The agonising spiral of losing those you hold dear... the powerlessness and futility... I still feel slightly adrift at the loss of my Dad last year (and all that led up to it). We are off to the med soon ourselves to scatter his ashes in his favourite spot, so the grief is not far from the surface again at the minute. There are jokes about flying with my dad in the overhead locker that I think he would like, but there is a sob not far from the giggle in my head when I think this.
Thinking of you anyway. Stay strong. xxx

Arabella Sock said...

Thanks Hilwards. It is strange how grief for a lost parent can suddenly surface without warning. A smell, a view a sound can just trigger the memory of them so intricately woven into your own life. A different sort of grief to that I have experienced when my beautiful cats have died which has left me devastated. The death of my father was easier to deal with on one level, he was not part of my day-to-day life which went on as normal, but the loss was much more profound. I still laugh at things I do which would have irritated Pa Sock and his description of myself and Bro Sock as "gibbering idiots".

Anonymous said...

We lost our two year old cat to some fool fast driver on our country lane just two months after we lost my Dad. A different grief entirely, but it shattered apart the fragile world that was just beginning to take shape again. As you say, almost harder on one level as she was so much part of everyday life. At least we didn't see that one coming - and neither did she. Much harder watching my Dad fighting and losing for three long years, though I was still full of shards of hope, for a miracle that never did come. But they do come for some, I really hope that a miracle comes for your loved ones.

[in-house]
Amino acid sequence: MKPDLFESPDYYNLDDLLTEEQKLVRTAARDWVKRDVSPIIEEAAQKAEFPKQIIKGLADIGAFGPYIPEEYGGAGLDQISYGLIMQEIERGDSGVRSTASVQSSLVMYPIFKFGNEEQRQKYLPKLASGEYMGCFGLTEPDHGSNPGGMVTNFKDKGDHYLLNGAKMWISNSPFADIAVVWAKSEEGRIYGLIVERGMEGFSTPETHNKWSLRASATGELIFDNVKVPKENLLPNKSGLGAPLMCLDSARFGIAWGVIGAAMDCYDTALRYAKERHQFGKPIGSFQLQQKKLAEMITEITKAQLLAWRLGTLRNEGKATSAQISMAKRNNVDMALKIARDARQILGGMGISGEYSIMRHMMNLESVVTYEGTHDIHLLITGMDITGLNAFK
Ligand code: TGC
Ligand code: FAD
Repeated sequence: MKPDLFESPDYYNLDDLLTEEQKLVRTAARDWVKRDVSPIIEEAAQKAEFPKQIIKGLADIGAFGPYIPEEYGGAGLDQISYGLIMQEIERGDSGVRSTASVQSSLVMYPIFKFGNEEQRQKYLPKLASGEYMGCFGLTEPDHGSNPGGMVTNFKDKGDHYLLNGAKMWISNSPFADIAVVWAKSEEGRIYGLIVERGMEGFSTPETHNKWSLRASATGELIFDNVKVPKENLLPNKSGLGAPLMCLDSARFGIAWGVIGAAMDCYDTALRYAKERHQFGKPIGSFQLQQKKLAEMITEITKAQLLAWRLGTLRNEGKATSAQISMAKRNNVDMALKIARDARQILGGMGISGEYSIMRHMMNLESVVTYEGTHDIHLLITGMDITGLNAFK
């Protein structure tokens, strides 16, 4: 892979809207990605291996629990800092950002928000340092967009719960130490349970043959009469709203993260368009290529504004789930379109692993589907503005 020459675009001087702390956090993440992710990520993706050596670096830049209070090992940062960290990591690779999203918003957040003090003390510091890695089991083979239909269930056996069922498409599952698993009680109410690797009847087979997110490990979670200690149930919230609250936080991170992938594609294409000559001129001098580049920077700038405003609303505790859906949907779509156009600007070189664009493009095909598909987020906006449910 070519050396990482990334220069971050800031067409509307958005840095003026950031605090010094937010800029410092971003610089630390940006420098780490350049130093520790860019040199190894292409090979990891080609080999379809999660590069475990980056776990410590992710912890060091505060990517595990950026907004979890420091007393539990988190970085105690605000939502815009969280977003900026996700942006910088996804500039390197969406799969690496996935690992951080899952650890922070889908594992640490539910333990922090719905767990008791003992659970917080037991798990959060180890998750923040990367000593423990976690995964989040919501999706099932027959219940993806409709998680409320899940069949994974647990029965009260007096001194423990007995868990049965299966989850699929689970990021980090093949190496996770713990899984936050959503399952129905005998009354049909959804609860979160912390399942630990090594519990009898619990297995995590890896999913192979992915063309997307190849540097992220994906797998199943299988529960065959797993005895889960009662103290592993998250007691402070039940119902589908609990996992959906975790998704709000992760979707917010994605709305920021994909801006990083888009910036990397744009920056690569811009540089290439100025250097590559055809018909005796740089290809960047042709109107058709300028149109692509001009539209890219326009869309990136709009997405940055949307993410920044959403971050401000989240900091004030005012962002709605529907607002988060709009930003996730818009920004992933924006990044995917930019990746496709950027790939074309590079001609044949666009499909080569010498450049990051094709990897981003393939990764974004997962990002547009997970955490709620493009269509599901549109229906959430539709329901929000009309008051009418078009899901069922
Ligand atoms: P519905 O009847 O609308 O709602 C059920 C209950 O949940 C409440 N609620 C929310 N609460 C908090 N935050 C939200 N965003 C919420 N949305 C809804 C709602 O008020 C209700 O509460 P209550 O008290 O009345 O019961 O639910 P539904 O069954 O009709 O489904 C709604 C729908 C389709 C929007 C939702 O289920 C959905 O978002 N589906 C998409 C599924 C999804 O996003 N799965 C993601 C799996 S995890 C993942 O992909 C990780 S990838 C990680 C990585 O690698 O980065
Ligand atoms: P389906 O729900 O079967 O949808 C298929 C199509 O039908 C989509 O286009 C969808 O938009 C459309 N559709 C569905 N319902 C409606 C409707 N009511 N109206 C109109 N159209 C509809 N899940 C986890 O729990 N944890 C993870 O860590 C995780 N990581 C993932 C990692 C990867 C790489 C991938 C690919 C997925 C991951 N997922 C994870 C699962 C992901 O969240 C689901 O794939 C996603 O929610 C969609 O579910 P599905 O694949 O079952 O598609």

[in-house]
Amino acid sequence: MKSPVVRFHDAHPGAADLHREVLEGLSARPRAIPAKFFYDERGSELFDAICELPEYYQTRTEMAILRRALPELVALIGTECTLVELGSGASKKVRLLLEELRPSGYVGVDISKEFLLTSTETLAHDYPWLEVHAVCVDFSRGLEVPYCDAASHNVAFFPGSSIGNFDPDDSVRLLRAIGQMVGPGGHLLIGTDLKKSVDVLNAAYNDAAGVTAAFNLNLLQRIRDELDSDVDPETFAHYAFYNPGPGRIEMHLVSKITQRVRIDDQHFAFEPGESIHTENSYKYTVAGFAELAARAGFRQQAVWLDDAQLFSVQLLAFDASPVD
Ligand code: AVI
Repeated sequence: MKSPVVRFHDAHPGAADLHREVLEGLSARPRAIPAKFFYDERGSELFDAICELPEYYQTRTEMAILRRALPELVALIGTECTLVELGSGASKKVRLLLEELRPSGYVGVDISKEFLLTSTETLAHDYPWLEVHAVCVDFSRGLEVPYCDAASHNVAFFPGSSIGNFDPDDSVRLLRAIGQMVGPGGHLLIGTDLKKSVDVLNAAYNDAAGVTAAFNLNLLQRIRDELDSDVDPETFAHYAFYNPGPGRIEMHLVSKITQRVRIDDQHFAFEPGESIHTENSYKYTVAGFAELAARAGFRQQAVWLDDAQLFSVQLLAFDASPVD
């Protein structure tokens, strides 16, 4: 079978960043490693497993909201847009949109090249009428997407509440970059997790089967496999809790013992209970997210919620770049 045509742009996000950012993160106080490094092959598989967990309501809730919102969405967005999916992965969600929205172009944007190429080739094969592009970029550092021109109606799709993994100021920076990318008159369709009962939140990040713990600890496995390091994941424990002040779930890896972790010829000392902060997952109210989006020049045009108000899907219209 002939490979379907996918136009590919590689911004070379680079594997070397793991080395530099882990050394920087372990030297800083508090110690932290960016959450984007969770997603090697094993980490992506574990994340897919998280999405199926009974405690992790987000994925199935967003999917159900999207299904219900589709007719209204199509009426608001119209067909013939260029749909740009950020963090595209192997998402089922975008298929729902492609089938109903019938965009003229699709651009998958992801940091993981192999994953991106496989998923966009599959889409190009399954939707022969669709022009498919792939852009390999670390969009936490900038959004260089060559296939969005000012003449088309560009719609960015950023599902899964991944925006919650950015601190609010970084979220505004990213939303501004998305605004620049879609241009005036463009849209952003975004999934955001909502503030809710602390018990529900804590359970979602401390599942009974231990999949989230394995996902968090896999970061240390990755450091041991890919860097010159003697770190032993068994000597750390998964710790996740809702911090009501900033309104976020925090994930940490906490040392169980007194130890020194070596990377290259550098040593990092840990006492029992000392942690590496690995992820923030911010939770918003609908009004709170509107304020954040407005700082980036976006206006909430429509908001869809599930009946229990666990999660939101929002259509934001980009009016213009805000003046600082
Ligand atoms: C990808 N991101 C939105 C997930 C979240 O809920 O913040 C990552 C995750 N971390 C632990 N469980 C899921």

There is something to be said, however small, for the time that can still be spent with them. Especially while there is denial, if not hope. :S
Sara xxx

Anonymous said...

Some lovely photos there. I'm glad you got away to somewhere. I've never been to turkey, but looking at your villa I guess I should rectify that.

Not much I can say on the spook front, apart from to send you our love.
I'm recording a version of "Londonderry Air" to upload. It's a piece that makes everyone in our family cry even when we are happy, and features in every funeral in the family (Irish roots). So that'll be cheery for you to listen to. I'll keep you posted when it goes up..... :)

Sarah Salway said...

This is such beautiful writing, and beautiful stunning photographs. I'm sorry too that you are going through such a hard time. Yes, it's life but I think we're all allowed to say it sucks sometimes!

Arabella Sock said...

PianoLearner - I can't say I know much about Turkey having visited one tourist spot and a few sights. For me the real treat was swimming in a warm, clear sea with enough waves to make it fun. I should have been a mermaid..

Sarah - coming from you that is a huge compliment. Sadly the last couple of years seem to have got increasingly difficult and it becomes hard to write more life affirming stuff. If all I can do is angsty posts then I will have to close the blog so I can remember it as a happy, funny place.

janerowena said...

That would indeed be sad. I have a niece with a cancerous brain tumour about to be removed yet again, and very ill dear friends, it is blogs like yours that make the day sunnier and take my mind off life's worst woes but of course bloggers have woes as well. I hope your break refreshes you and makes you feel stronger.

Arabella Sock said...

Thank you Jro.